Everyone wants to be happy at all costs. But is that pressure we put on ourselves healthy? And how do we deal with this? Bedrock’s Rosa and Lisanne spoke in their podcast to happiness psychologist Josje Smeets about the quarterlife crisis and the search for happiness.
Smeets teaches psychology at Maastricht University and coaches people and companies in their search for happiness.
Are we more happy today in 2020 than before?
“No, we just gave it a nice name. The ancient Greeks and Egyptians were already busy with the meaning of life. How can we grow and develop ourselves? But also take a look at Indonesia, where they have been engaged in meditation for much longer. Nowadays we stick to the term happiness. Fifty years ago, meaning was perhaps mainly derived from religion. Now that is less and we have to get our meaning from elsewhere. And that is now ‘being happy’. ”
Why is the pressure to be happy so great?
“First, you feel better when the happiness hormones are running at full speed. You then experience a feeling of a high or a flow and that is nice. But we also copy others. You can see through social media that everyone has a top life. Then you have to, because otherwise you do not belong. And that social connectedness is something we are very much looking for. That comes from prehistoric times, but you don’t survive. We call it that in psychology the need to belong. That social comparison plays a major role in the daily pressure to feel happy. ”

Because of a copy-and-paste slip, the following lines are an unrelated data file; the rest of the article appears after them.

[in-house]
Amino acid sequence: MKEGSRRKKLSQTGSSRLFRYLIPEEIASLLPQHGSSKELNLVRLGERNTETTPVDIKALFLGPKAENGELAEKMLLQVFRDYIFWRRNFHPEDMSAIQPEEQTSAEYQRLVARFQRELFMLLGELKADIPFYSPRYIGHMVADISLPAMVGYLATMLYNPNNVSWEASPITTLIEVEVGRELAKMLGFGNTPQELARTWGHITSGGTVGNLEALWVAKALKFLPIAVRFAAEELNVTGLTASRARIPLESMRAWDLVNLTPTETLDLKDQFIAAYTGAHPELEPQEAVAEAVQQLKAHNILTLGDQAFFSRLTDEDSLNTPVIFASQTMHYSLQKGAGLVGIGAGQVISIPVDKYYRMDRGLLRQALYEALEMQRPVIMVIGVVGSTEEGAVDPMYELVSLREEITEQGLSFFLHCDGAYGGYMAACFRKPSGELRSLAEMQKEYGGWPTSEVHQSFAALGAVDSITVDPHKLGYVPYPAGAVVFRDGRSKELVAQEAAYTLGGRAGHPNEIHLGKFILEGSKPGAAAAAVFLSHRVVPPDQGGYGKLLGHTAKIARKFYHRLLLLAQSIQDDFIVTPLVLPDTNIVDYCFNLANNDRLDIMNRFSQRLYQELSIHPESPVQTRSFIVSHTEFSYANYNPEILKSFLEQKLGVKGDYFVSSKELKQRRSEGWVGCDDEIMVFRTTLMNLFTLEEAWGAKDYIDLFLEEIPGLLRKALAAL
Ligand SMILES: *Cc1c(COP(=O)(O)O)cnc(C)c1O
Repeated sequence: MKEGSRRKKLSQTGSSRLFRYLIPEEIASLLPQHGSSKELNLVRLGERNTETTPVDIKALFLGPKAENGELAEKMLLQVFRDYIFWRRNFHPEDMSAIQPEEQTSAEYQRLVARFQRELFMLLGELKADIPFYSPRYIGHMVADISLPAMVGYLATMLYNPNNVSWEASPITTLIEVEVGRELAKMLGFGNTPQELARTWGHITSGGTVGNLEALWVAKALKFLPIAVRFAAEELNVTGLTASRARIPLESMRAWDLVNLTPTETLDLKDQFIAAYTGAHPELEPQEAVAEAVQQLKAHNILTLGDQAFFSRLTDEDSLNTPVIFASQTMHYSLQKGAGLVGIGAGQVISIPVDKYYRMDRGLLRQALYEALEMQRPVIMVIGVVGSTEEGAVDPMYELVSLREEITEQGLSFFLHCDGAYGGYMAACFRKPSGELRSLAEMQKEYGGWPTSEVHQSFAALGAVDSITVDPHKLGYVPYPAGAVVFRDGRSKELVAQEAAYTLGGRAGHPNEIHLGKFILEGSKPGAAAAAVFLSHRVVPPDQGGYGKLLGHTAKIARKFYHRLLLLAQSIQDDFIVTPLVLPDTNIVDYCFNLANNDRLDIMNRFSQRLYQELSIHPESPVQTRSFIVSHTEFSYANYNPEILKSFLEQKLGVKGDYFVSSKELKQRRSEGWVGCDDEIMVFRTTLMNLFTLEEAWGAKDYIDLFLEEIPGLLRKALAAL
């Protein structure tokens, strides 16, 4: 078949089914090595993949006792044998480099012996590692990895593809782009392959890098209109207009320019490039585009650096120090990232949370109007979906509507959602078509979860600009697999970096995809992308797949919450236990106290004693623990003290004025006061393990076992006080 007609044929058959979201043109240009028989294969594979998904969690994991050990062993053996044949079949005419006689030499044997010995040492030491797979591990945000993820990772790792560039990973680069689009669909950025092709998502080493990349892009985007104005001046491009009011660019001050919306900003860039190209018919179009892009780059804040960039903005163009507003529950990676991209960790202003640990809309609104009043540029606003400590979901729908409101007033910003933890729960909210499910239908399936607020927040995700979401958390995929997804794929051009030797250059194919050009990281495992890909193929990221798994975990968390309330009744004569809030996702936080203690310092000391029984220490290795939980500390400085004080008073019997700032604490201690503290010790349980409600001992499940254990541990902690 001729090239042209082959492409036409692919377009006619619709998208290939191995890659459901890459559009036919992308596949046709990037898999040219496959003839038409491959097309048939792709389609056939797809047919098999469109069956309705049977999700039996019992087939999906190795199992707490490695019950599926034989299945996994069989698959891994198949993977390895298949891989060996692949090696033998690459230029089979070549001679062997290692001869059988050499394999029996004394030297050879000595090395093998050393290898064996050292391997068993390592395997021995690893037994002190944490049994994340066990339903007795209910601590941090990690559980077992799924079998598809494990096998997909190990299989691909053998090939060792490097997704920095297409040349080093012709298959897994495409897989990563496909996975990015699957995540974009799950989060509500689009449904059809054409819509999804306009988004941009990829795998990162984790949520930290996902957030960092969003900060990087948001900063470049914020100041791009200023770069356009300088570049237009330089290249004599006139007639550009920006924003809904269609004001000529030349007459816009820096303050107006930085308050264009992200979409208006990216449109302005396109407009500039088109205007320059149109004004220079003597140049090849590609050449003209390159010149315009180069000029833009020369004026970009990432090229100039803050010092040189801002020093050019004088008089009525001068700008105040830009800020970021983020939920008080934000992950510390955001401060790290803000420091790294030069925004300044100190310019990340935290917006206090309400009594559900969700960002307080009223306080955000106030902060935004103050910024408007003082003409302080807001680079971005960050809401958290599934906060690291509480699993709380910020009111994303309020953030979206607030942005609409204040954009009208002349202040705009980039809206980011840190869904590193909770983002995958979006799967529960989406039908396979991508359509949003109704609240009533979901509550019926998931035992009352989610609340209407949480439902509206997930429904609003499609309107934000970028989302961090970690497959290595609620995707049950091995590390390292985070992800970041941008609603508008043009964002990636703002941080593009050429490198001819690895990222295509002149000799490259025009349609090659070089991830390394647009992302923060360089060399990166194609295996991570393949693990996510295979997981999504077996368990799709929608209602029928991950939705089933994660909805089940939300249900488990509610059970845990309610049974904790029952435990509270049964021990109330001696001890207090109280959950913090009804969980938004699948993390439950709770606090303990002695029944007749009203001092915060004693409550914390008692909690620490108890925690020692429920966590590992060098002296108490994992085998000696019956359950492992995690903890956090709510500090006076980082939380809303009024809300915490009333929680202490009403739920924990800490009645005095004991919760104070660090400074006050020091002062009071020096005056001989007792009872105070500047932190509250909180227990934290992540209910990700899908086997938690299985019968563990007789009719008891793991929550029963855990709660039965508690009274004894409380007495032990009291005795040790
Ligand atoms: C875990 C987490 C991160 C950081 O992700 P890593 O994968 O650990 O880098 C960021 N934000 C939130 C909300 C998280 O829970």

How do we influence happiness ourselves?
“Happiness is 50 percent genetically determined. You are born with a basic amount happiness. You are more likely to have depression if it runs in your family. 10 percent is in circumstances. That cool new car, that nice dress, that nice relationship. 40 percent is between the ears and that is your mindset. What you can change. For example, by teaching yourself to think more positively. You can compare your brain to a muscle. The moment you train it, you develop neural pathways that are more positive. ”
What is your personal happiness hack?
“For me, that is sports quick fix for a feeling of happiness. Every morning, seven days a week. To whip up all the goodies. I’m just doing it to clear my head and go through my day. Without a greater purpose. The moment I have to perform, if I would participate in a competition, for example, it becomes a must and I no longer enjoy it. ”
Curious about the whole conversation? Listen to the Bedrock Talks podcast on Spotify or iTunes.